Utah residents and experts are aware of the paradox, often attributing gun use, low population density and the area’s heavy Mormon influence as potential factors. But Renshaw thinks he’s identified a more likely cause for the Utah blues: altitude.

Renshaw believes that altitude has an impact on our brain chemistry, specifically that it changes the levels of serotonin and dopamine, two key chemicals in the brain that help regulate our feelings of happiness. America’s favorite antidepressants (and party drugs) work by controlling the level of these chemicals in the brain. The air in Utah, one could say, works just like this.

Since moving to Utah in 2008, Renshaw has found mounting statistical, scientific and anecdotal support for his theory. If Renshaw’s theory holds true, his work represents a major step forward in solving a long-standing mental health mystery.

Read the full article here:


To learn how Neurofeedback Therapy treats Depression without drugs or surgery click here:


The Day Neurofeedback Became “the Biggest Thing to Ever Happen” in Addiction Recovery.

1993It had been 25 years since Bob Dickson, now Head of the Texas Commission for Drug and Alcohol Rehabilitation, had been dealing with the growing epidemic of substance abuse.  The year was 1993 and Commissioner Dickson was having little to no success.  “We weren’t making much progress.  When cognitive behavioral therapy came along we got excited.  It helped a little. As Commissioner, my annual budget had exploded from $20,000,000 to $180,000,000.  Nothing was working.  We kept seeing the same people again and again.  Something had to change.”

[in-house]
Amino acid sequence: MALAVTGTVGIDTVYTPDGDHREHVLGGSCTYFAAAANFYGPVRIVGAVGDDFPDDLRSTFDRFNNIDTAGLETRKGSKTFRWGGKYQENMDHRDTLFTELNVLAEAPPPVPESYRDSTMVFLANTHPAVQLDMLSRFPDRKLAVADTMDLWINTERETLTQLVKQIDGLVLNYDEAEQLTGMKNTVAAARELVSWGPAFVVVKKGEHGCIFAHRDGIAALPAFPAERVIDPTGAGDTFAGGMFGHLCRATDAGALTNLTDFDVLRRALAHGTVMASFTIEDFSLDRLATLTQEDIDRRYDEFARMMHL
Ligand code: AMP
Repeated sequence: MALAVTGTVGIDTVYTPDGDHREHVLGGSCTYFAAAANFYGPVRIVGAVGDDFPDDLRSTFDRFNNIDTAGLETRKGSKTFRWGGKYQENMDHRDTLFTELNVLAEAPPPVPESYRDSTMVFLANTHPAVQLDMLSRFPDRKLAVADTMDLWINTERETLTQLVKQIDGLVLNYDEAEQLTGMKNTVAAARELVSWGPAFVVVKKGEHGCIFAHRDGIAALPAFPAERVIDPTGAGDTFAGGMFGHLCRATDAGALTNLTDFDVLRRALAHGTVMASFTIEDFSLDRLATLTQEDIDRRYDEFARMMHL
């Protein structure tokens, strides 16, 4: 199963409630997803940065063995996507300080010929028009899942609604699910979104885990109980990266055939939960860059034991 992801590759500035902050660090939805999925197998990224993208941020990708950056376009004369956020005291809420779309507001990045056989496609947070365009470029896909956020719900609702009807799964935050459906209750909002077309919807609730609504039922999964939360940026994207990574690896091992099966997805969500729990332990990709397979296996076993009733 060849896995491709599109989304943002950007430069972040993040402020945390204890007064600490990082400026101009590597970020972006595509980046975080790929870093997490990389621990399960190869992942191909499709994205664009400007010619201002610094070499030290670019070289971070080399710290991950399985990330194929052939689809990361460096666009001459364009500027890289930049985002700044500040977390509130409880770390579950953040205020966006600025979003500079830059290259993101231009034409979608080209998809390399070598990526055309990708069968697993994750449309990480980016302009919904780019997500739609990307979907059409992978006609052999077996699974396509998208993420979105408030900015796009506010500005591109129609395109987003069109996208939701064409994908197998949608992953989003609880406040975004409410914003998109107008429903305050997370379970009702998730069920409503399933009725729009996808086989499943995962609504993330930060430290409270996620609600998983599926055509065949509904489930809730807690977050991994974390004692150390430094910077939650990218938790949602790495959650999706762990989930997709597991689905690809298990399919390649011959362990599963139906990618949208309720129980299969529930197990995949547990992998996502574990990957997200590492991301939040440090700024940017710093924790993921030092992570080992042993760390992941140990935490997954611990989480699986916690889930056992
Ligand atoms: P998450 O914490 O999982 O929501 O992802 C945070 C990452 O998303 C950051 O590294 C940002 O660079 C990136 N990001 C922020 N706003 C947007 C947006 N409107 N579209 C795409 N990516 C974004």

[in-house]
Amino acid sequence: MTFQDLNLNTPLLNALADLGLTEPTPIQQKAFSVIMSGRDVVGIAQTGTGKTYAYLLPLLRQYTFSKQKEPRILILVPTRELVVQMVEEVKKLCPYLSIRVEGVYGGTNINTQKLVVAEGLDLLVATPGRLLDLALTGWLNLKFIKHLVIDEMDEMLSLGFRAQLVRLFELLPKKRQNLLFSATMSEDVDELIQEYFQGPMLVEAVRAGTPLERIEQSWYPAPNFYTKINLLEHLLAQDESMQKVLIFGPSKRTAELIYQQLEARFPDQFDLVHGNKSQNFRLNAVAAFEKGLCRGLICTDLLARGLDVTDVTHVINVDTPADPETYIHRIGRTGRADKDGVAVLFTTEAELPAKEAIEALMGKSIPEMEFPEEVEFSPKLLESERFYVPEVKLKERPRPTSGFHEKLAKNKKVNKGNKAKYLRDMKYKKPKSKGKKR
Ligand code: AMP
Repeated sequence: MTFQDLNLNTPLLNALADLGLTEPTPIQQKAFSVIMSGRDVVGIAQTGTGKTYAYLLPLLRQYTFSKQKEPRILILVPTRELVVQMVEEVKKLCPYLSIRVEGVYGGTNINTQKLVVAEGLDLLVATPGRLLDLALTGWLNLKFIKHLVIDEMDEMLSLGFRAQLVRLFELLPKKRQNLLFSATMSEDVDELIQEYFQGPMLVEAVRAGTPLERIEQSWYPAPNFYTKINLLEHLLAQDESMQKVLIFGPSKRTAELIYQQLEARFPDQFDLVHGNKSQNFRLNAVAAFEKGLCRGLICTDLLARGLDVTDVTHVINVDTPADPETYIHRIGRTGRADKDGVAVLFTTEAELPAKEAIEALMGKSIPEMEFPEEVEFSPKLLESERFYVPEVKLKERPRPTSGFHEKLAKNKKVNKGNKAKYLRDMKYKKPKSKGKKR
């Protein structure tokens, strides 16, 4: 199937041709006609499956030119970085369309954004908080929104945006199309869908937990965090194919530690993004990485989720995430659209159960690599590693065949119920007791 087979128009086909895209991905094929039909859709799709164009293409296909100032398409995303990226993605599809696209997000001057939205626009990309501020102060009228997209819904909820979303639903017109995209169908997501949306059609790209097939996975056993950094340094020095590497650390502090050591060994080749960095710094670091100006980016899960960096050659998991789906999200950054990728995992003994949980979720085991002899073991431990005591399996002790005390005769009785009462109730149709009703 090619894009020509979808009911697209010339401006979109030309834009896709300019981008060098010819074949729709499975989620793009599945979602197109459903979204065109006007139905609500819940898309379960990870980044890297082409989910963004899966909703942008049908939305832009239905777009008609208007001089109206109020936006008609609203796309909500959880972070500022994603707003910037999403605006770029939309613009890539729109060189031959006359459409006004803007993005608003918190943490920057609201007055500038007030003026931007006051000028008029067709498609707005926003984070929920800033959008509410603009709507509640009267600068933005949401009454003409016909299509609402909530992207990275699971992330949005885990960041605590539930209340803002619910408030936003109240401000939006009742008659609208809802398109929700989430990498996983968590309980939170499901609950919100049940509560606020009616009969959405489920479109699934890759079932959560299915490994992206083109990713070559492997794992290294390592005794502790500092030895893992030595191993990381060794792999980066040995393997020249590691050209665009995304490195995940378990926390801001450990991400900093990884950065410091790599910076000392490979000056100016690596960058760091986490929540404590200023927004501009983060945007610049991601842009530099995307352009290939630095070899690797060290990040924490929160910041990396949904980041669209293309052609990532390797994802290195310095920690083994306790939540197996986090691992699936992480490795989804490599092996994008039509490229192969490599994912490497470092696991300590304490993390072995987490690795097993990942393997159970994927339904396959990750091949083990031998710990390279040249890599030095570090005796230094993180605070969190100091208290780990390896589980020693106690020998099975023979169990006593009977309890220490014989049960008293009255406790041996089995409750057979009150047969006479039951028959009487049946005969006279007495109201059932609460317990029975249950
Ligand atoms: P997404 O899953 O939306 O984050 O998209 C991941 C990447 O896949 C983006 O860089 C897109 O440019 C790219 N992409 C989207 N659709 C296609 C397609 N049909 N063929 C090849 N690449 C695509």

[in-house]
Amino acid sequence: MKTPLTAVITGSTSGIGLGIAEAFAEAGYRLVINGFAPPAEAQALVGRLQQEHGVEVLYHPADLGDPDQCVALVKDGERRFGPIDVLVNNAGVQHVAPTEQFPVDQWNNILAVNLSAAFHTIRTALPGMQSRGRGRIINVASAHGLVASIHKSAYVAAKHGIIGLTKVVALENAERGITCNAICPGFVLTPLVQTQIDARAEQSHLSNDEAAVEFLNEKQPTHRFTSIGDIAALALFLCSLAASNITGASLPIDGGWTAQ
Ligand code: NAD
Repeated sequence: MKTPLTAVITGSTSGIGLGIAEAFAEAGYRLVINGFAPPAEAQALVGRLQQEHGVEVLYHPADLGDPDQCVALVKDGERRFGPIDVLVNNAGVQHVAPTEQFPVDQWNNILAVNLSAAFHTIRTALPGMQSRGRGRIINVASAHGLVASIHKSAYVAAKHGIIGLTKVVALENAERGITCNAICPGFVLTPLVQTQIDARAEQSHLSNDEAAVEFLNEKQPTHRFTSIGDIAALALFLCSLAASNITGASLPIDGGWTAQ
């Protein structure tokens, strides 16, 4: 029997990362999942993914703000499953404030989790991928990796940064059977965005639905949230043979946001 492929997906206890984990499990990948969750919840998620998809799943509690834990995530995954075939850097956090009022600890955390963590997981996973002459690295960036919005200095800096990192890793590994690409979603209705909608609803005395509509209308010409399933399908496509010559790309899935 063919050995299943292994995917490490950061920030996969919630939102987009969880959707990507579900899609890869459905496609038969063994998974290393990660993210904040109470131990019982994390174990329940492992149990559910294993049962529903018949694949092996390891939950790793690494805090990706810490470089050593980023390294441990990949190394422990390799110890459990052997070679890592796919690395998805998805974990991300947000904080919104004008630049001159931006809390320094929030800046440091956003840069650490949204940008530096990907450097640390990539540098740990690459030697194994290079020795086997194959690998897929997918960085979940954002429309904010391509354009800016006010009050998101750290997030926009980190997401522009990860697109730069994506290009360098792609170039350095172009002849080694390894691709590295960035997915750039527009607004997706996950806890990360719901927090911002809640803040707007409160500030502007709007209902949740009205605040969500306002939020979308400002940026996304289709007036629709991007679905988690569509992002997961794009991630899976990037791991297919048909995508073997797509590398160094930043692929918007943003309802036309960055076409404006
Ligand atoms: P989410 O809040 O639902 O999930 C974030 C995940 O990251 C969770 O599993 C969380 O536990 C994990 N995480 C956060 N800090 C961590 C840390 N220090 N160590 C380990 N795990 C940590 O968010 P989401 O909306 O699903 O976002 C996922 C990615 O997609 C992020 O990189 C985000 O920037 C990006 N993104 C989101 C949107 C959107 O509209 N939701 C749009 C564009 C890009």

Unbeknownst to Commissioner Dickson, in a clinic some 1700 miles away, 2 researchers: Bill Scott and Eugene Peniston were about to make history.  In an effort to decrease relapse rates in recovering alcohol addicted individuals, they began a study involving 25 Navajo Veterans, all suffering with alcohol addiction and PTSD.  Their research revolved around reducing the anxiety associated with addiction recovery.  Addiction, as well as PTSD, create a situation where stress neurotransmitters and hormones are produced in large quantities.  This makes the patient hyper sensitive to stress and overreaction to the slightest incident produces the foundation for relapse.  Left unaddressed, relapse was all but a foregone conclusion.  Scott and Peniston theorized that stopping the flood of stress related neuro-chemicals could eliminate hyper sensitivity to stress and help reset the pleasure centers of the brain.  Their solution: in addition to traditional addiction treatment, they would add very specific Neurofeedback Therapy protocols.  To their amazement, the study was beyond a success and bordered on a breakthrough.  Of the 24 participants receiving treatment, 79% remained abstinent from alcohol 12-24 months following treatment and 100% experienced no symptoms associated with PTSD.  Their study was published and found its way to Commissioner Dickson’s desk.